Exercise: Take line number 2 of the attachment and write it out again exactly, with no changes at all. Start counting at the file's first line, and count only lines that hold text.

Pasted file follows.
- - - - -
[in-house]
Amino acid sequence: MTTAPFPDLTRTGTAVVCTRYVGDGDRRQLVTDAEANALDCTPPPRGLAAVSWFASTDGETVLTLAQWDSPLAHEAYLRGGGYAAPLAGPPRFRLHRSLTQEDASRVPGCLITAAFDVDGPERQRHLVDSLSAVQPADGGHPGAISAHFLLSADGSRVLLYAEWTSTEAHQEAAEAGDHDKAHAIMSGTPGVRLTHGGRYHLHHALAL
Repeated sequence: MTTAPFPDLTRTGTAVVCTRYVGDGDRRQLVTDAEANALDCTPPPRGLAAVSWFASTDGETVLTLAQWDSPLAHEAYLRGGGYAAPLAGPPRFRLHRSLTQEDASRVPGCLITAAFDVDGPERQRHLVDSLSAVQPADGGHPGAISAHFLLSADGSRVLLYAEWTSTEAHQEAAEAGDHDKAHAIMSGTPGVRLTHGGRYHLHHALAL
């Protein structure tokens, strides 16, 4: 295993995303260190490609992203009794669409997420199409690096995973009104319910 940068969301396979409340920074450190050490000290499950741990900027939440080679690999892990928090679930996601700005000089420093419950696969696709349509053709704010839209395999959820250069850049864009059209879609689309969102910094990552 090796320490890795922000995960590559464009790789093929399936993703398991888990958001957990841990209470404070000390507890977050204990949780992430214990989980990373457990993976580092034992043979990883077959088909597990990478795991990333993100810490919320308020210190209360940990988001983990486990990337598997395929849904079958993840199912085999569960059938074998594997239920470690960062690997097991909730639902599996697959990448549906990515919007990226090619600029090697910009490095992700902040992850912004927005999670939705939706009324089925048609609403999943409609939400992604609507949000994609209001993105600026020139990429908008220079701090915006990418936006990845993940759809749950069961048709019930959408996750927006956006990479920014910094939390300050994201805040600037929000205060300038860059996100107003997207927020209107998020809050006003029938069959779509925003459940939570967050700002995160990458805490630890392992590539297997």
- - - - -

Amino acid sequence: MTTAPFPDLTRTGTAVVCTRYVGDGDRRQLVTDAEANALDCTPPPRGLAAVSWFASTDGETVLTLAQWDSPLAHEAYLRGGGYAAPLAGPPRFRLHRSLTQEDASRVPGCLITAAFDVDGPERQRHLVDSLSAVQPADGGHPGAISAHFLLSADGSRVLLYAEWTSTEAHQEAAEAGDHDKAHAIMSGTPGVRLTHGGRYHLHHALAL